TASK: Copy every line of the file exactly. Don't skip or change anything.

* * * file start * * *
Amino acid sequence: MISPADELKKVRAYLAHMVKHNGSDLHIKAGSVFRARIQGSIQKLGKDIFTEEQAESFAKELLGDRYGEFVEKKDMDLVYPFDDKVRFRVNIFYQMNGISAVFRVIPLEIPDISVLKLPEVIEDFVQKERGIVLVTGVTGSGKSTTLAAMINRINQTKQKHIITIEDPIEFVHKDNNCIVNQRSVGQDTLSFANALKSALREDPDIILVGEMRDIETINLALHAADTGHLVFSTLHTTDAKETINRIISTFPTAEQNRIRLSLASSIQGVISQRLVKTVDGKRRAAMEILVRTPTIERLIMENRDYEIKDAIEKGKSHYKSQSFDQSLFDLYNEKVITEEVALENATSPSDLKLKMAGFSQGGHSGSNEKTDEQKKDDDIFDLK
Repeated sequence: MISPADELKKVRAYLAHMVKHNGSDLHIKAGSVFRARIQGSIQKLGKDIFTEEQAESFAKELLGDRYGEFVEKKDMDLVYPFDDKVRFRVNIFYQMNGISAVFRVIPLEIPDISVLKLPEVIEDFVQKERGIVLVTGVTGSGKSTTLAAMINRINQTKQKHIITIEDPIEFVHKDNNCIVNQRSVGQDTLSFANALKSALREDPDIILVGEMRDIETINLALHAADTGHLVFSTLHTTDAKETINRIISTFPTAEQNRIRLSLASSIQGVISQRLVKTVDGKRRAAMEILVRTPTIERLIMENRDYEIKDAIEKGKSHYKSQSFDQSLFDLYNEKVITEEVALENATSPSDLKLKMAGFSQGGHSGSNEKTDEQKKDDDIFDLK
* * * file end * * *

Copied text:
Amino acid sequence: MISPADELKKVRAYLAHMVKHNGSDLHIKAGSVFRARIQGSIQKLGKDIFTEEQAESFAKELLGDRYGEFVEKKDMDLVYPFDDKVRFRVNIFYQMNGISAVFRVIPLEIPDISVLKLPEVIEDFVQKERGIVLVTGVTGSGKSTTLAAMINRINQTKQKHIITIEDPIEFVHKDNNCIVNQRSVGQDTLSFANALKSALREDPDIILVGEMRDIETINLALHAADTGHLVFSTLHTTDAKETINRIISTFPTAEQNRIRLSLASSIQGVISQRLVKTVDGKRRAAMEILVRTPTIERLIMENRDYEIKDAIEKGKSHYKSQSFDQSLFDLYNEKVITEEVALENATSPSDLKLKMAGFSQGGHSGSNEKTDEQKKDDDIFDLK
Repeated sequence: MISPADELKKVRAYLAHMVKHNGSDLHIKAGSVFRARIQGSIQKLGKDIFTEEQAESFAKELLGDRYGEFVEKKDMDLVYPFDDKVRFRVNIFYQMNGISAVFRVIPLEIPDISVLKLPEVIEDFVQKERGIVLVTGVTGSGKSTTLAAMINRINQTKQKHIITIEDPIEFVHKDNNCIVNQRSVGQDTLSFANALKSALREDPDIILVGEMRDIETINLALHAADTGHLVFSTLHTTDAKETINRIISTFPTAEQNRIRLSLASSIQGVISQRLVKTVDGKRRAAMEILVRTPTIERLIMENRDYEIKDAIEKGKSHYKSQSFDQSLFDLYNEKVITEEVALENATSPSDLKLKMAGFSQGGHSGSNEKTDEQKKDDDIFDLK